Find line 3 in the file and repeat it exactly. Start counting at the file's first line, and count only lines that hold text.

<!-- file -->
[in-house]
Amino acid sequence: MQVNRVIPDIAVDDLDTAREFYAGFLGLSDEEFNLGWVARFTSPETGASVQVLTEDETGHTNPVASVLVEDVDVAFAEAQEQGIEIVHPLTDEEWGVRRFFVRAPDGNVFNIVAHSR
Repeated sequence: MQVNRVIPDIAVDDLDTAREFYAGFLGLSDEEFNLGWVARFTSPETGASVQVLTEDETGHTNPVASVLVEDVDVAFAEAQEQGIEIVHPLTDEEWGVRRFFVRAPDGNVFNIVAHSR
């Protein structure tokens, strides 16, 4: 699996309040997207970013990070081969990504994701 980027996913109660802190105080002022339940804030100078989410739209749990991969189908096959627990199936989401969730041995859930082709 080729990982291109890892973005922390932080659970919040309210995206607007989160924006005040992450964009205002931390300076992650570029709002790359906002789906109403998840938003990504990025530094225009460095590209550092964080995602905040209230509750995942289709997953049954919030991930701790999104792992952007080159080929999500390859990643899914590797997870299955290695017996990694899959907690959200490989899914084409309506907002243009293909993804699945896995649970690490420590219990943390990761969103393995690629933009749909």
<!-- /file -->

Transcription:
Repeated sequence: MQVNRVIPDIAVDDLDTAREFYAGFLGLSDEEFNLGWVARFTSPETGASVQVLTEDETGHTNPVASVLVEDVDVAFAEAQEQGIEIVHPLTDEEWGVRRFFVRAPDGNVFNIVAHSR